Almost certainly, posterity will judge Bhaskarism as a symptomatic Marxisant effusion of an era of proletarian decline in Britain, in which the once fecund organic link between a strong working class and a loyal, supportive intelligentsia has been snapped asunder. Together with the Marxism Today tendency and the Analytical Marxists, Bhaskarism constitutes a holy trinity whose credo could be summed up as: Marxism freed from the shackles of class allegiance!

Joseph, in one revealing passage, says contemptuously that neither Hegel, nor Korsch, nor Lukács can provide a proof for the Hegelian philosophy. For "these philosophical schemes, after all", he points out, "are religious: you either believe in them or you do not". Well said, indeed! For this truly "Freudian slip" gets to the emotional heart of the cult of Bhaskar. It is a belief system of the greatest ambition – Bhaskarism, with its generative mechanisms, depth structures and general ontology, is yet another "philosophical scheme". And those paid-up initiates with a ticket on the ocean liner constituted by the Bhaskarian ensemble of ideas – a work in progress, so to speak – cannot get off the moving ship at will, even if they kid themselves they can. They are stuck on it for the long haul, can’t choose bits and pieces of the theory on the premise that it is a sort of pick’n’mix Marxism. They have to take the rough with the smooth. Unfortunately, with Roy Bhaskar there is guaranteed to be a lot of rough!

Bhaskar’s indebtedness to Heideggerian ontology has been alluded to already; and we concede at this stage that we regard the German’s Being and Time of 1927 to be a serious work of great substance. We associate it with a deep conservatism in reaction to modernism. Some argue, however, that Heidegger’s politics in the late 1920s equated with a kind of anarchistic anti-parliamentarianism. Heidegger’s Nazism did not emerge till later – till 1933, in fact. Heidegger’s strong imprint on Bhaskar’s ontology is clear enough, particularly in his treatment of time and his exaggerated emphasis on the importance of the past. St Thomas Aquinas, the greatest scholastic philosopher of the Middle Ages, was a profound influence on Heidegger – and Aquinas, through the twin tracks of Heidegger and Althusser, leaves his imprint firmly on Bhaskar and his fellow critical realist, Andrew Collier. Collier proudly invokes Heidegger on one occasion as saying that non-realism is a non-starter in a certain technical respect and that this put him on the side of realism "doxographically, as it were". Collier sums up the Bhaskarite hope with the observation: "What would a realist version of Heidegger’s analytic look like? Or a realist critique of Sartre on concrete relations with others ...? Is it not precisely the absence of a depth-realist notion of counter-phenomenal ... truths that vitiates those brilliant phenomenological inquiries?"10 Here, in sum, we have the philosophic mission laid out from Collier’s point of view: Heideggerianism plus critical realist methodology (including, naturally enough, investigation of Collier’s "depth structures") is the path to the future.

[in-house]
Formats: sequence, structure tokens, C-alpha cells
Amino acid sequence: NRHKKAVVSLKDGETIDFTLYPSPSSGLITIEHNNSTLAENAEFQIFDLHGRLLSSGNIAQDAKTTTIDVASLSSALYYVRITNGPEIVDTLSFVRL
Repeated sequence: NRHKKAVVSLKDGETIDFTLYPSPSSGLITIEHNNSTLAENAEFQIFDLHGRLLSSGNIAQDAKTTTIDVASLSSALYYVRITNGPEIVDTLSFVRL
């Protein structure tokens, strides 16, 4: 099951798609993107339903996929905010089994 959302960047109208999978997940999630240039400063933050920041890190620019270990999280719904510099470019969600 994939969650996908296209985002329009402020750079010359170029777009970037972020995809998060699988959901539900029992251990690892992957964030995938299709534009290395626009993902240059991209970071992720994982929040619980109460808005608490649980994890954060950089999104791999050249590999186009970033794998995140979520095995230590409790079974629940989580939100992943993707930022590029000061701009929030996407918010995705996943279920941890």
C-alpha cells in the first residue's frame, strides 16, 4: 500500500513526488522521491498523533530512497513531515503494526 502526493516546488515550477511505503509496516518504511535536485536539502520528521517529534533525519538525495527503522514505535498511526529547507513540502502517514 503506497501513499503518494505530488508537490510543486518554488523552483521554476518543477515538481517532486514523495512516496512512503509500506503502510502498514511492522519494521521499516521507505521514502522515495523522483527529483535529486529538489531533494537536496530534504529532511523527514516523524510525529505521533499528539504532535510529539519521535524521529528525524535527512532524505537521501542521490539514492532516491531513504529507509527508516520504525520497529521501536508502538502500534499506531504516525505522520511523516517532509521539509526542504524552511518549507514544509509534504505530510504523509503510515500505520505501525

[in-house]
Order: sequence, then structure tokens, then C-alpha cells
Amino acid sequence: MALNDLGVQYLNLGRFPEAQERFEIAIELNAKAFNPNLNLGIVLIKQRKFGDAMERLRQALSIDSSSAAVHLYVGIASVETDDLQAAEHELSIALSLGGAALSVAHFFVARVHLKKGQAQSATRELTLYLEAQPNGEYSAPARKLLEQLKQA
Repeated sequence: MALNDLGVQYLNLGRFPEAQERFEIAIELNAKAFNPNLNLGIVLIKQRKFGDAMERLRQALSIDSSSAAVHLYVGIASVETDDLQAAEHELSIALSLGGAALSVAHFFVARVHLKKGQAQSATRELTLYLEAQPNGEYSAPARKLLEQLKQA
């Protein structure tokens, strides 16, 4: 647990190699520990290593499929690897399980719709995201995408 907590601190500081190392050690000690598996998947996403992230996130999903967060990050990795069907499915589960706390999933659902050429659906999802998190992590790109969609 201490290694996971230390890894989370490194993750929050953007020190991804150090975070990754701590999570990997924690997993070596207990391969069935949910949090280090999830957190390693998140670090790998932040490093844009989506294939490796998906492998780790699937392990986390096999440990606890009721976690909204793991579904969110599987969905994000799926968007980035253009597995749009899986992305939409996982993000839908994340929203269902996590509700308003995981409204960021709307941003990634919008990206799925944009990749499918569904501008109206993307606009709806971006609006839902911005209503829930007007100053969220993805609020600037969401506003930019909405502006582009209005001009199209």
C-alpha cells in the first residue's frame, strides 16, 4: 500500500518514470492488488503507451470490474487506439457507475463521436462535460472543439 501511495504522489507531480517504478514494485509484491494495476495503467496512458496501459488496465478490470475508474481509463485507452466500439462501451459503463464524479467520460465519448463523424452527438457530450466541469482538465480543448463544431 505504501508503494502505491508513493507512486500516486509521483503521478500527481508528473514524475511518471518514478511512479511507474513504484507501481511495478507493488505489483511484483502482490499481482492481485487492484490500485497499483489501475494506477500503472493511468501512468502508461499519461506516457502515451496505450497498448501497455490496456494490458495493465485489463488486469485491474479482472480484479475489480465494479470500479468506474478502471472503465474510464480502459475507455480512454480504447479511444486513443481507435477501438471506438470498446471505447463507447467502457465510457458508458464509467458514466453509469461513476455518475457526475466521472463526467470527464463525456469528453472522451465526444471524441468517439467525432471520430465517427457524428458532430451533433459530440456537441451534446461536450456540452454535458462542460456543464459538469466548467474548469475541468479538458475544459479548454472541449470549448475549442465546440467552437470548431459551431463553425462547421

Heidegger is famously concerned with the meaning of Being, with explaining what is implied by "is" when we, without a second thought, say "It is" or "It isn’t", and so forth. He puts Being on a pedestal, denying that it is an entity in contrast with men, animals, material objects etc, which come under the rubric of beings. The lived world of men is called Being-here. But in our existence we constantly draw on Being, and not only every time we open our mouths. Our intuition is that the dualism of Being and beings in Heidegger provided the germ of the idea in Bhaskar of Philosophy with a capital "P" standing as the "guardian" or "guarantor" of the sciences, both natural and social, including Marxism. And we might add that the pre-Socratic philosopher Parmenides believed that "being equals thought". We can also think of an early 20th century precursor for the Bhaskar type of ambition in the shape of the German Kantian, Emil Lask, who proposed a science of sciences and attracted Lukács’s interest briefly. In any case, the notion of philosophy as the "Queen of Sciences" is age-old.

As for Jonathan Joseph’s talk of the "relationship" between Marxism and philosophy being "kept in careful balance", we are reminded of Heidegger’s constant lament about men’s forgetfulness of Being and their fall into an age of nihilistic technologism; and of his yearning for a "turn" (kehre) among men that would bring society back to a true recognition of, or balance with, Being. Alas, Heidegger – who was as daft as a brush in matters of the "actual" world – set his sights on Hitler as the messianic figure to restore Being to mankind. Joseph’s messiah, as readers will have already appreciated, is the less threatening figure of Roy Bhaskar (although this infatuation seems to be waning somewhat lately).